Until recently, the capital cost of equipping such centers would have been enormous. Fiber broadband, today's Wi-Fi, and users able to "tunnel" through this with their own secure networks, using their own devices, have made them practical. Are today's coffee houses and flexible workspaces already serving this opportunity? Not quite.
New business models are required to deliver the drop-in flexibility of a Starbucks with the mix of task-focused facilities available in a small innovation center. Users must able to protect sensitive data, even when talking on a video or audio connection. They will want more screen space than they can be expected to carry. They will need the safe and ergonomic workspace any employer should provide.
One can imagine local authorities and businesses backing such workspaces, as they will help keep local high streets vibrant, reduce employee commuter miles, and help big employers operate more sustainably. Telework also will benefit the environment, the vitality of dormitory towns surrounding urban centers, and those employees who get to keep their jobs because they can work remotely. This appeal could make public workspaces important community centers.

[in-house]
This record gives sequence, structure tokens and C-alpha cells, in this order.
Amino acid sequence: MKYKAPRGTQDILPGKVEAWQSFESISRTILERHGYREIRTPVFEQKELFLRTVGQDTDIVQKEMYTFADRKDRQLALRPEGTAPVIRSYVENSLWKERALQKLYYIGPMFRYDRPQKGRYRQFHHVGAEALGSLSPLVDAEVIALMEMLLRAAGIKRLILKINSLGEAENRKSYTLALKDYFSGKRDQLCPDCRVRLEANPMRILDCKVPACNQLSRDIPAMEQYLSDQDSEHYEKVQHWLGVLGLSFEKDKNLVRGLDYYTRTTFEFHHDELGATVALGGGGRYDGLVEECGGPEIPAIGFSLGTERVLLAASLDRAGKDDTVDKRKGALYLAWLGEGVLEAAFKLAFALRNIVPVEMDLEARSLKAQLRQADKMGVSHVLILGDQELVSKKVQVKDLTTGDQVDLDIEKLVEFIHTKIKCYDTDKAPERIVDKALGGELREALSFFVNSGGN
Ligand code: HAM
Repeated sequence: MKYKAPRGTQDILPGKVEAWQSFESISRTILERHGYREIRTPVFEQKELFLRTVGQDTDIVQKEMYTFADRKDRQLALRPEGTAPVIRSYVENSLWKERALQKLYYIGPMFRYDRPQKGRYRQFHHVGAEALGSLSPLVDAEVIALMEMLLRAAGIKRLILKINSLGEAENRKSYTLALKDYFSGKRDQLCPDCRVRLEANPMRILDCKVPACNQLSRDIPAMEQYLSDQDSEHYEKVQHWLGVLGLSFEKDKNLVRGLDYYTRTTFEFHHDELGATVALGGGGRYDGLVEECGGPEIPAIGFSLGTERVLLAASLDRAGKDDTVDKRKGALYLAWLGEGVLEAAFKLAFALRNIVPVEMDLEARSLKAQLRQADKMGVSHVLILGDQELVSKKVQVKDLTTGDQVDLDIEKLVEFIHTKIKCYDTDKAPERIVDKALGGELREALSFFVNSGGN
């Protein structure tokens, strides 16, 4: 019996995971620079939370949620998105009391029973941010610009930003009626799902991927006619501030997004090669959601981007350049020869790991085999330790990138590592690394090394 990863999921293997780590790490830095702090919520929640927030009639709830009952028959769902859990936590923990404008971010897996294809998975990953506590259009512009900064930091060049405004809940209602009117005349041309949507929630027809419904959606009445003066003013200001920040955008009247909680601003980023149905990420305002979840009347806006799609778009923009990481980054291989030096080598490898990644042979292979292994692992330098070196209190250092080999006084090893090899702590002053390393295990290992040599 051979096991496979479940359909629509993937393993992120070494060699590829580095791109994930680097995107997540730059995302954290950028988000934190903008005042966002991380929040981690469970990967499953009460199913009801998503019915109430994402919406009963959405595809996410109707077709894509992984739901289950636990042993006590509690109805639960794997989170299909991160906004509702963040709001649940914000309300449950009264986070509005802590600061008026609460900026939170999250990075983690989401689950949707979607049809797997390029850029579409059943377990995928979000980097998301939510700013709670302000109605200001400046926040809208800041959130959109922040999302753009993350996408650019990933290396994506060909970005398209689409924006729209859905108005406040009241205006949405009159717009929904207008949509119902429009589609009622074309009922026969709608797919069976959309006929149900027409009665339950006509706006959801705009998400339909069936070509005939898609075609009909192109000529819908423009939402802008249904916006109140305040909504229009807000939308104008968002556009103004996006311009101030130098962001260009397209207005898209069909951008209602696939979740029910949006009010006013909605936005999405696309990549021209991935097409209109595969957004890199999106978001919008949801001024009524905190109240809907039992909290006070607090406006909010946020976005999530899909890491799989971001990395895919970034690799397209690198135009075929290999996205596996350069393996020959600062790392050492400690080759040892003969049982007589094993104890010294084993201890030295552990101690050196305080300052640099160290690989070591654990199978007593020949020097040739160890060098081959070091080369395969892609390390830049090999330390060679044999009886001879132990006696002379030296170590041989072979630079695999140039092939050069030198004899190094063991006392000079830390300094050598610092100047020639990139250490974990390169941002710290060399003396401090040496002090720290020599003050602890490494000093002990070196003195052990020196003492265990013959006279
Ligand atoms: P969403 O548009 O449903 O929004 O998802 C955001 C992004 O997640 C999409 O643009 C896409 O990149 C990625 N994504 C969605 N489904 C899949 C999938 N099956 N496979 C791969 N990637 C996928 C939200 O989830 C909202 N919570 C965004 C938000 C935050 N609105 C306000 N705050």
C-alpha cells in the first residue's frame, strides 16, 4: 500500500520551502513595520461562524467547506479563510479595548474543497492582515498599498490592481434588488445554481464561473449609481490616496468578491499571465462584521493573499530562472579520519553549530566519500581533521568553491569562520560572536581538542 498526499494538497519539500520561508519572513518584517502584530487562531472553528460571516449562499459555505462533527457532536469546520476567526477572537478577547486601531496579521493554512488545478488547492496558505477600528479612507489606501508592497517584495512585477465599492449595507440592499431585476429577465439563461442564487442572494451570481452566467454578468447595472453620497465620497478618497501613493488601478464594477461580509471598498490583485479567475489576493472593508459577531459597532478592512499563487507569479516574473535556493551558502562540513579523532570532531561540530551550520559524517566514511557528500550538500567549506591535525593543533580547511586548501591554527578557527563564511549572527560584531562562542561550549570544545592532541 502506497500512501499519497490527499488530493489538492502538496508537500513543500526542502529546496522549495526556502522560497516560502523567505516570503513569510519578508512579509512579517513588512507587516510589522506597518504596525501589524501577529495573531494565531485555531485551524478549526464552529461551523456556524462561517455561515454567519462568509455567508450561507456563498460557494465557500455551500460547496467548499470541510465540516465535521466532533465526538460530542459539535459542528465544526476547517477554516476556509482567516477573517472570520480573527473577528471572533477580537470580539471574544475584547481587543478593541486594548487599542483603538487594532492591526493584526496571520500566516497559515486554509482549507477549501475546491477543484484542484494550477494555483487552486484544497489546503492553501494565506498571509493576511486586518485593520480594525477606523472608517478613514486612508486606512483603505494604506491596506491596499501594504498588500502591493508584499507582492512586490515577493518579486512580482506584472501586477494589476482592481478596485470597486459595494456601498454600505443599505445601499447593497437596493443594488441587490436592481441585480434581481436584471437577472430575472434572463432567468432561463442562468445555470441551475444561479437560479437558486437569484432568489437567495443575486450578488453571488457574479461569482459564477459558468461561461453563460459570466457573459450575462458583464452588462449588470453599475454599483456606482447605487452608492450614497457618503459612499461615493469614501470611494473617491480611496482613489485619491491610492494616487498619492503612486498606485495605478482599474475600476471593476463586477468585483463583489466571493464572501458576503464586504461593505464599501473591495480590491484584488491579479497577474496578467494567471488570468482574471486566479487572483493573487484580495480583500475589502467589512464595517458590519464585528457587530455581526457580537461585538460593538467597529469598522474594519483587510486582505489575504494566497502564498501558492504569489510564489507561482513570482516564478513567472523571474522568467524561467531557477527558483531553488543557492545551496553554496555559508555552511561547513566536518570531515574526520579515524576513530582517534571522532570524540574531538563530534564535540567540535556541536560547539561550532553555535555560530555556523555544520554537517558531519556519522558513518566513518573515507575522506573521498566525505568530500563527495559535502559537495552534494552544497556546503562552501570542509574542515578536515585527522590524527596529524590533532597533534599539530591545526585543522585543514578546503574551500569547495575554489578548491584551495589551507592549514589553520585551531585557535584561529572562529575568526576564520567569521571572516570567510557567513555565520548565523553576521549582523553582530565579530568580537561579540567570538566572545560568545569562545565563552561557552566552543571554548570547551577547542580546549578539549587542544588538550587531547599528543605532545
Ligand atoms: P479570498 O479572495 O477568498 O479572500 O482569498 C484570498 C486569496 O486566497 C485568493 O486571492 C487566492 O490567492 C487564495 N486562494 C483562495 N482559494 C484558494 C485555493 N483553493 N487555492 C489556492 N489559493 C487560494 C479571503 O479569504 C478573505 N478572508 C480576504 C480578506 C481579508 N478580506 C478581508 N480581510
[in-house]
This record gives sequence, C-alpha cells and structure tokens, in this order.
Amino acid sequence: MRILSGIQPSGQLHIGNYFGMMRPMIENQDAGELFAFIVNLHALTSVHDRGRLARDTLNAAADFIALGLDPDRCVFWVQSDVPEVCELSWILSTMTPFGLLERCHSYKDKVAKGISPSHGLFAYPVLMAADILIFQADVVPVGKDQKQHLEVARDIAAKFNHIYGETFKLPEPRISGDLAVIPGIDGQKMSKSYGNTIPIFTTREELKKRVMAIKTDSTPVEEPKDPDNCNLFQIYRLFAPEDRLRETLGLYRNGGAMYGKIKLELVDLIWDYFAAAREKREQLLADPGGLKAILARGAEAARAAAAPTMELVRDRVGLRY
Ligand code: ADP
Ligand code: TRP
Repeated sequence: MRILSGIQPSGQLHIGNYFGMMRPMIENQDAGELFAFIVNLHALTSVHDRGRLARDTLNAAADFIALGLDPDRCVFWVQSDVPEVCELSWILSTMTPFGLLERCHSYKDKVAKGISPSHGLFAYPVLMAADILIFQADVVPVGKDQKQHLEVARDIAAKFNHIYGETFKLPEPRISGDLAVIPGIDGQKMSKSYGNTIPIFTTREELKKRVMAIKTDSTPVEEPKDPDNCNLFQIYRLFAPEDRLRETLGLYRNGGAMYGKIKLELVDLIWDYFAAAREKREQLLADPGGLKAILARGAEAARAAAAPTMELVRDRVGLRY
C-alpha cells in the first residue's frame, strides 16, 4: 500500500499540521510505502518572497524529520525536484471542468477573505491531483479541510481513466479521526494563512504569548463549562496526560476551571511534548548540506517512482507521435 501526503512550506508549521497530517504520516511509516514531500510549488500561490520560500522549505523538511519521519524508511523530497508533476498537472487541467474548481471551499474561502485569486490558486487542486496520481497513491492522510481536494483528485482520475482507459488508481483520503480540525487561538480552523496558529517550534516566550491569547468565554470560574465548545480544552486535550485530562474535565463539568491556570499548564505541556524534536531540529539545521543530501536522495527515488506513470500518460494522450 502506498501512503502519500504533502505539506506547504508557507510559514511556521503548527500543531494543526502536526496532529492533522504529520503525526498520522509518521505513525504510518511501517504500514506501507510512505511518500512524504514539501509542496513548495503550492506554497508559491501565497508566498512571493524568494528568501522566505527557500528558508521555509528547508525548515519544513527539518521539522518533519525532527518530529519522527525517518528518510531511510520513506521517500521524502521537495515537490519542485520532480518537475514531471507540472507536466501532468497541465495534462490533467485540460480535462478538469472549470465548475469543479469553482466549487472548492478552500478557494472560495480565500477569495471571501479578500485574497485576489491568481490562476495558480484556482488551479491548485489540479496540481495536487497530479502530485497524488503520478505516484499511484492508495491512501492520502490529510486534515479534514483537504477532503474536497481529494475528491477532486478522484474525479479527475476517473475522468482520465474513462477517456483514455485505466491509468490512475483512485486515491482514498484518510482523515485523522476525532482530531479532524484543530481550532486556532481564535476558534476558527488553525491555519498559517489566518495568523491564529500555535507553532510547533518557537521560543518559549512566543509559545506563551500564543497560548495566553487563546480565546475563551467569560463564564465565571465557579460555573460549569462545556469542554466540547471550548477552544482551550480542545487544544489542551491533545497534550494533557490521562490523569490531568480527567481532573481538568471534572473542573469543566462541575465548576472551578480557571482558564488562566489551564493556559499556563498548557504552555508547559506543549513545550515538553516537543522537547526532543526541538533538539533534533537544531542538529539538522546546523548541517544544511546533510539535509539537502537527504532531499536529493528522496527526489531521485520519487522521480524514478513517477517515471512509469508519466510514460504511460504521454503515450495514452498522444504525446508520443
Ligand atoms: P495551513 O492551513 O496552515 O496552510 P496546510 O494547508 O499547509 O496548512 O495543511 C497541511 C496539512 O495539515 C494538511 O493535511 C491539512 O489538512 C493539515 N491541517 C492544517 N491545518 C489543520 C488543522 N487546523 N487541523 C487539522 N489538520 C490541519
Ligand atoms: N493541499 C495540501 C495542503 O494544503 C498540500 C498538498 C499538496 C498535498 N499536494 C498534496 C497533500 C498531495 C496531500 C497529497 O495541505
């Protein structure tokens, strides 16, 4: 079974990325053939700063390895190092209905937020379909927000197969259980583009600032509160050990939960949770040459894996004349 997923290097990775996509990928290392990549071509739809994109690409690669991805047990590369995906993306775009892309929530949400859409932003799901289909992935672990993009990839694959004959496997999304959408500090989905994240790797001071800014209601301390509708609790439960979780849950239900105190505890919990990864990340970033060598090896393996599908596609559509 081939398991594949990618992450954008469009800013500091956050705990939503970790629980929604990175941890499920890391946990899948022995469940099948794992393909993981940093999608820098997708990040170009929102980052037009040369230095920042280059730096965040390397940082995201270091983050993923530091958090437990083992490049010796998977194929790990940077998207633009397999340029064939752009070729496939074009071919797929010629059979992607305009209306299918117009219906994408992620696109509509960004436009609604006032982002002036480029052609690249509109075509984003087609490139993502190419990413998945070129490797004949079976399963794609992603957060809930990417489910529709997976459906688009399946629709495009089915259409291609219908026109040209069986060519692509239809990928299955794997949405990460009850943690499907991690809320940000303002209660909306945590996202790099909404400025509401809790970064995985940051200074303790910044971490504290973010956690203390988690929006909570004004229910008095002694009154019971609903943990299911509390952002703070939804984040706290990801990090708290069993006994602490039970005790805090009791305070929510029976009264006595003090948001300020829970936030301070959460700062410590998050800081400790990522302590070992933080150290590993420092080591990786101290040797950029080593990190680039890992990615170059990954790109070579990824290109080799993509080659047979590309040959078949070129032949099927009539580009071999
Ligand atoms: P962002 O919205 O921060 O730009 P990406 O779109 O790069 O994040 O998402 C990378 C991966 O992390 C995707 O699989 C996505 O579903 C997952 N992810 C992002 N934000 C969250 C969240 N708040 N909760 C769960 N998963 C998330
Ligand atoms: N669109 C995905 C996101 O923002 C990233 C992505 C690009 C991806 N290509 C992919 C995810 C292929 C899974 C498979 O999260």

One big market for them will be among self-employed "portfolio workers." Large companies already use on-demand workers in growing numbers alongside their regular employees. By enhancing their "virtual proximity," community workspaces could make portfolio workers still more attractive.
Better teleworking technologies also should benefit the rapidly growing number of non-employees. Given reasonable procurement policies, the self-employed will be able to use them in agile, virtual teams, to compete better against big companies. Retirees also might find an opportunity to build a second career. If local authorities and agencies support telework, the unemployed and vulnerable should be able to feel part of a more inclusive society.
Telework is of course just one of many innovations now bringing change. Organizations, public and private, have a duty to embrace these developments and make tomorrow better than it might otherwise be. Innovations in telework are likely to be more enabling than most.